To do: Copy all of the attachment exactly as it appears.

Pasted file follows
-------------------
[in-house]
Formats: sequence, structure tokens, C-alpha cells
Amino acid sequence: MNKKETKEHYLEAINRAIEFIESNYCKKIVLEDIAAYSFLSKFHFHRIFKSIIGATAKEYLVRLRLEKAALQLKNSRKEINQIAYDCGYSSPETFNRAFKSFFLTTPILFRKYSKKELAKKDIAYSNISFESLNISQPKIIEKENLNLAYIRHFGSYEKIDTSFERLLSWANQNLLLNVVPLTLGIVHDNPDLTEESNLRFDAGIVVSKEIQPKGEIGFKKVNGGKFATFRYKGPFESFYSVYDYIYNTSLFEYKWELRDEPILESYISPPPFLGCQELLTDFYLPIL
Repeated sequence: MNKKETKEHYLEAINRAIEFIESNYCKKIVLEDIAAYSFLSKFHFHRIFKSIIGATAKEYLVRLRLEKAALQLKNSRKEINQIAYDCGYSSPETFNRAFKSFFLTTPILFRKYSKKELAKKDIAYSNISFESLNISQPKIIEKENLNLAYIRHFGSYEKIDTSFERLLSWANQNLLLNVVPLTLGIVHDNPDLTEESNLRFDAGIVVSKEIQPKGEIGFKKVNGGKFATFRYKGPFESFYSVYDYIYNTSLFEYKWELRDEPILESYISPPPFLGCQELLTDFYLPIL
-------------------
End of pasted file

[in-house]
Formats: sequence, structure tokens, C-alpha cells
Amino acid sequence: MNKKETKEHYLEAINRAIEFIESNYCKKIVLEDIAAYSFLSKFHFHRIFKSIIGATAKEYLVRLRLEKAALQLKNSRKEINQIAYDCGYSSPETFNRAFKSFFLTTPILFRKYSKKELAKKDIAYSNISFESLNISQPKIIEKENLNLAYIRHFGSYEKIDTSFERLLSWANQNLLLNVVPLTLGIVHDNPDLTEESNLRFDAGIVVSKEIQPKGEIGFKKVNGGKFATFRYKGPFESFYSVYDYIYNTSLFEYKWELRDEPILESYISPPPFLGCQELLTDFYLPIL
Repeated sequence: MNKKETKEHYLEAINRAIEFIESNYCKKIVLEDIAAYSFLSKFHFHRIFKSIIGATAKEYLVRLRLEKAALQLKNSRKEINQIAYDCGYSSPETFNRAFKSFFLTTPILFRKYSKKELAKKDIAYSNISFESLNISQPKIIEKENLNLAYIRHFGSYEKIDTSFERLLSWANQNLLLNVVPLTLGIVHDNPDLTEESNLRFDAGIVVSKEIQPKGEIGFKKVNGGKFATFRYKGPFESFYSVYDYIYNTSLFEYKWELRDEPILESYISPPPFLGCQELLTDFYLPIL